Comcast is offering a free preview of their Center Ice package this week, so I’m watching Avs vs. Oilers tonight, which is great. Aside from the fact that Forsberg’s gone, I’m excited for the new hockey season, even though the Avalanche are more or less playing like crap tonight (miraculously, they’re only down 3-2 as I write this).

Overall, I’m a fan of the new rules changes, though the change that immediately jumps out isn’t a rules change, just an “emphasis”; namely, the renewed emphasis on actually calling obstruction penalties. It’s obviously going to take a while before the players get used to it, as there have been at least four penalties in this game (EDIT: more like eight) which not only wouldn’t have been penalties in previous years, but would have been solid defensive plays. Once the players make the adjustment, it seems clear that the obstruction emphasis, along with the elimination of the red line and the re-implementation of the tag-up offsides rule will result in more speed and flow.

Of course, this is exactly what the NHL was trying to do in implementing these rules (which is actually kind of disturbing…the NHL getting something right?) and everybody’s been talking about/predicting exactly this. However, it remains to be seen whether these same obstruction calls will be made in the playoffs, which is really the most important time, anyway.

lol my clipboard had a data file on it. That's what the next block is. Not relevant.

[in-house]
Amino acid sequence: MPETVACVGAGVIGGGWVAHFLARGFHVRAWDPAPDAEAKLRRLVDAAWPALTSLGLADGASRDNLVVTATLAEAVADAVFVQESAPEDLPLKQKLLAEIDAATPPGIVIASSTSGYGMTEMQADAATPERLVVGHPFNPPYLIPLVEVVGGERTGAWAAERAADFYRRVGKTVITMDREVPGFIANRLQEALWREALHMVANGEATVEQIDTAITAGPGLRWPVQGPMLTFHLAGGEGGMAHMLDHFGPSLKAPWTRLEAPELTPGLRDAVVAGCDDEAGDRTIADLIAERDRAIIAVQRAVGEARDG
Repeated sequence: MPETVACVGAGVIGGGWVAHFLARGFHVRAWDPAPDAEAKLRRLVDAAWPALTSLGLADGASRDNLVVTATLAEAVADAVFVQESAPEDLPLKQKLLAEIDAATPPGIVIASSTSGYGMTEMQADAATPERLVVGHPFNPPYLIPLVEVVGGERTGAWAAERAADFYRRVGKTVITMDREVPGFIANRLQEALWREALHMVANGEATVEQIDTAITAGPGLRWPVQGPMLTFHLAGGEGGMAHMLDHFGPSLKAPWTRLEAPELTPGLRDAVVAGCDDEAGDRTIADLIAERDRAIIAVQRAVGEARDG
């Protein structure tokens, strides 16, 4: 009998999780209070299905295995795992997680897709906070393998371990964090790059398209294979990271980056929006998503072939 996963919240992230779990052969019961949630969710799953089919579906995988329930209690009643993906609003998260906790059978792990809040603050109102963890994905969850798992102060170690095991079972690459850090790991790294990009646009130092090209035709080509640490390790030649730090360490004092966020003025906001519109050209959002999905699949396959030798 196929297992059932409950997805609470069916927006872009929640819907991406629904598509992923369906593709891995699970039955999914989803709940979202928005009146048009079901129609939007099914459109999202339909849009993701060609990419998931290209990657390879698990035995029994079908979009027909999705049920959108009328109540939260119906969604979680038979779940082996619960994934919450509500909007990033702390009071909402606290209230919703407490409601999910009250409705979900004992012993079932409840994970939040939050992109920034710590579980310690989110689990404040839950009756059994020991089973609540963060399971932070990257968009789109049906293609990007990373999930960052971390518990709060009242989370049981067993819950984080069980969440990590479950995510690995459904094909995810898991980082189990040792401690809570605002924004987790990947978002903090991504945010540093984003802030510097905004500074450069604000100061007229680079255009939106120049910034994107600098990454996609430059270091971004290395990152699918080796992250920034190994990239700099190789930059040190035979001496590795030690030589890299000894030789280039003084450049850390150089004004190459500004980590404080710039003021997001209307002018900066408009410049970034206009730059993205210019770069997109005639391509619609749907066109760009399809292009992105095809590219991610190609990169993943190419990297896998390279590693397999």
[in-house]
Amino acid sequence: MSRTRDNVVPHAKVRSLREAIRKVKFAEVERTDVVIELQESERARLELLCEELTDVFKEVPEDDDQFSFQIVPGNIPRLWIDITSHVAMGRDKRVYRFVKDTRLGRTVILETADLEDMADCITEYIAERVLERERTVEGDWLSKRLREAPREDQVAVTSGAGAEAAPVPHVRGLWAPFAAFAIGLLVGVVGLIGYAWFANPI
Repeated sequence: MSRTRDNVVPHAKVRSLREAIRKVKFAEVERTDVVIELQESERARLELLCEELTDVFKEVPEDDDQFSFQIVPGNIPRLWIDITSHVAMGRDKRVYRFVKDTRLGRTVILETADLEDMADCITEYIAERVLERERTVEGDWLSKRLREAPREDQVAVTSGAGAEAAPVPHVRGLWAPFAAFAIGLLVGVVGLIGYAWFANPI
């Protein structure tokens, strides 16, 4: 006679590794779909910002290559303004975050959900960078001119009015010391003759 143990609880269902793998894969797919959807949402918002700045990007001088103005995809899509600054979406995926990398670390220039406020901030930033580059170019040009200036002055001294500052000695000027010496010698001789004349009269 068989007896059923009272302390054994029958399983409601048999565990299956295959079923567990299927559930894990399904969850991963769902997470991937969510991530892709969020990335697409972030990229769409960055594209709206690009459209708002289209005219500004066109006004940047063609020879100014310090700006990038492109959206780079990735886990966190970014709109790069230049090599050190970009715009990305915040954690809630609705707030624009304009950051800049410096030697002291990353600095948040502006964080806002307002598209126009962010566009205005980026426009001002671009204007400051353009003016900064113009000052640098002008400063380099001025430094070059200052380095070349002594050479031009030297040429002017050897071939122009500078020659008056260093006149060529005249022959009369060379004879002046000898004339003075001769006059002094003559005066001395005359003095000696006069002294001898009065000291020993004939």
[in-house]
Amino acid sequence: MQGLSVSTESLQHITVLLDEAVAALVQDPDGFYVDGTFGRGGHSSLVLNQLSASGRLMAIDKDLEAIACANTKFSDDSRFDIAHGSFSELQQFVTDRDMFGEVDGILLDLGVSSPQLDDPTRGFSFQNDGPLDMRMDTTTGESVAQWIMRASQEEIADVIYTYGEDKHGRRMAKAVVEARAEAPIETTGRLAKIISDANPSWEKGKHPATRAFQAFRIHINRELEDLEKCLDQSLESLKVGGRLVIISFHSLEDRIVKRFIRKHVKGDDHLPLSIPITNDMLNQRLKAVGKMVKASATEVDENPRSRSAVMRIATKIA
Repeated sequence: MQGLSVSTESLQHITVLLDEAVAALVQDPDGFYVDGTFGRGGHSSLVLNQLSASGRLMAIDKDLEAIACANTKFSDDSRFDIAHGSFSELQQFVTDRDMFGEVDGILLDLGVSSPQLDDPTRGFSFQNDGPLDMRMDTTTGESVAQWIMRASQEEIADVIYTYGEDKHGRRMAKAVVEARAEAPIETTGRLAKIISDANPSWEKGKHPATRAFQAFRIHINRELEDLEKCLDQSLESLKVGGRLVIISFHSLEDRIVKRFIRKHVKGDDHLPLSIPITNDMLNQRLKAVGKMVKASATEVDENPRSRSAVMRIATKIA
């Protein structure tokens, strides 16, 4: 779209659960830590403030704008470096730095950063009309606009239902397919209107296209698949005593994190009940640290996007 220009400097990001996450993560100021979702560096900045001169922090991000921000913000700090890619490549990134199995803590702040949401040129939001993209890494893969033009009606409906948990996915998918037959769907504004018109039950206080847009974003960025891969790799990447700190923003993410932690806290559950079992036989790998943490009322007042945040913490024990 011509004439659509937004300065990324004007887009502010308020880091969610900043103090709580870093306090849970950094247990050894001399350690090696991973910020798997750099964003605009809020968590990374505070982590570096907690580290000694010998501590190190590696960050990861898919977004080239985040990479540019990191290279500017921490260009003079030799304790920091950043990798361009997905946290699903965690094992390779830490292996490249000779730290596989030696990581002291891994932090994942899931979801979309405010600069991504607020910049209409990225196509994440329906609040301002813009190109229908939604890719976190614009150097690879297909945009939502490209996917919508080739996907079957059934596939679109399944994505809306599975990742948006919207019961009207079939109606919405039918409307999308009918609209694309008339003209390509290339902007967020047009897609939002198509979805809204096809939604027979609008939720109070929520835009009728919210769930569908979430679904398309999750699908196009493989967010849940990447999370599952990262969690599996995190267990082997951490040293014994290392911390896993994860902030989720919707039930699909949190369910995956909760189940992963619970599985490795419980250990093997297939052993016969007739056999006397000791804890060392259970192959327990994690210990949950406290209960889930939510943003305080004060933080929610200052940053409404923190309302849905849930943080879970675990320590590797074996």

The most surprisingly effective rule, at least to me, is the lengthening of the offensive zone. The extra two feet on both ends seems to have made it much harder for teams to cover their defensive zone. The biggest winners would appear to be dynamic offensive defensemen; forwards just don’t seem to be able to get up to the blue line fast enough to bother them when the puck is being cycled around the zone (which should be great news for Avalanche fans, given Blake’s shot and Lille’s skills). So far tonight, though, the Oilers are taking the most advantage: they’ve been just living in Colorado’s zone (although Colorado’s getting some better possession here in the third period).

The one rule change I’m not a fan of is the new shootout-decides-a-tie rule. For one thing, though they make for great Sportscenter highlights, shootouts aren’t a very good measure of hockey merit; they’re a pretty arbitrary way to decide a hockey game (or a soccer game, for that matter), especially since hockey is such a team game and shootouts are devided exclusively by individual skill.